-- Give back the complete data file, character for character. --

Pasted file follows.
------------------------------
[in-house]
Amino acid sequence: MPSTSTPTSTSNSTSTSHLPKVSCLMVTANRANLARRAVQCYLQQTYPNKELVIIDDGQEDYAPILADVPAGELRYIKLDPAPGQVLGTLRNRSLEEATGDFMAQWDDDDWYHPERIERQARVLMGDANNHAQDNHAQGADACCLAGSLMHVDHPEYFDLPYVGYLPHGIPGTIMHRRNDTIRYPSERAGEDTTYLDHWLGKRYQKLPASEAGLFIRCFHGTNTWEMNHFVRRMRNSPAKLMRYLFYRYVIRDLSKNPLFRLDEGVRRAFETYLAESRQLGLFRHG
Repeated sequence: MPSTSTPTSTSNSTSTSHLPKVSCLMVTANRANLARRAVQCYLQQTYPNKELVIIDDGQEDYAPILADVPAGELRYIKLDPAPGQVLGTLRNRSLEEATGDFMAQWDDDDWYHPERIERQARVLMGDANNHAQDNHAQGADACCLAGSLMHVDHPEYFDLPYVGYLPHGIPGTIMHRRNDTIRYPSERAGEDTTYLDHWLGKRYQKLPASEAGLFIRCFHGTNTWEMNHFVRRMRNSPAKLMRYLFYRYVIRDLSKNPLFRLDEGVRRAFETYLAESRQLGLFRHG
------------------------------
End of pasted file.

[in-house]
Amino acid sequence: MPSTSTPTSTSNSTSTSHLPKVSCLMVTANRANLARRAVQCYLQQTYPNKELVIIDDGQEDYAPILADVPAGELRYIKLDPAPGQVLGTLRNRSLEEATGDFMAQWDDDDWYHPERIERQARVLMGDANNHAQDNHAQGADACCLAGSLMHVDHPEYFDLPYVGYLPHGIPGTIMHRRNDTIRYPSERAGEDTTYLDHWLGKRYQKLPASEAGLFIRCFHGTNTWEMNHFVRRMRNSPAKLMRYLFYRYVIRDLSKNPLFRLDEGVRRAFETYLAESRQLGLFRHG
Repeated sequence: MPSTSTPTSTSNSTSTSHLPKVSCLMVTANRANLARRAVQCYLQQTYPNKELVIIDDGQEDYAPILADVPAGELRYIKLDPAPGQVLGTLRNRSLEEATGDFMAQWDDDDWYHPERIERQARVLMGDANNHAQDNHAQGADACCLAGSLMHVDHPEYFDLPYVGYLPHGIPGTIMHRRNDTIRYPSERAGEDTTYLDHWLGKRYQKLPASEAGLFIRCFHGTNTWEMNHFVRRMRNSPAKLMRYLFYRYVIRDLSKNPLFRLDEGVRRAFETYLAESRQLGLFRHG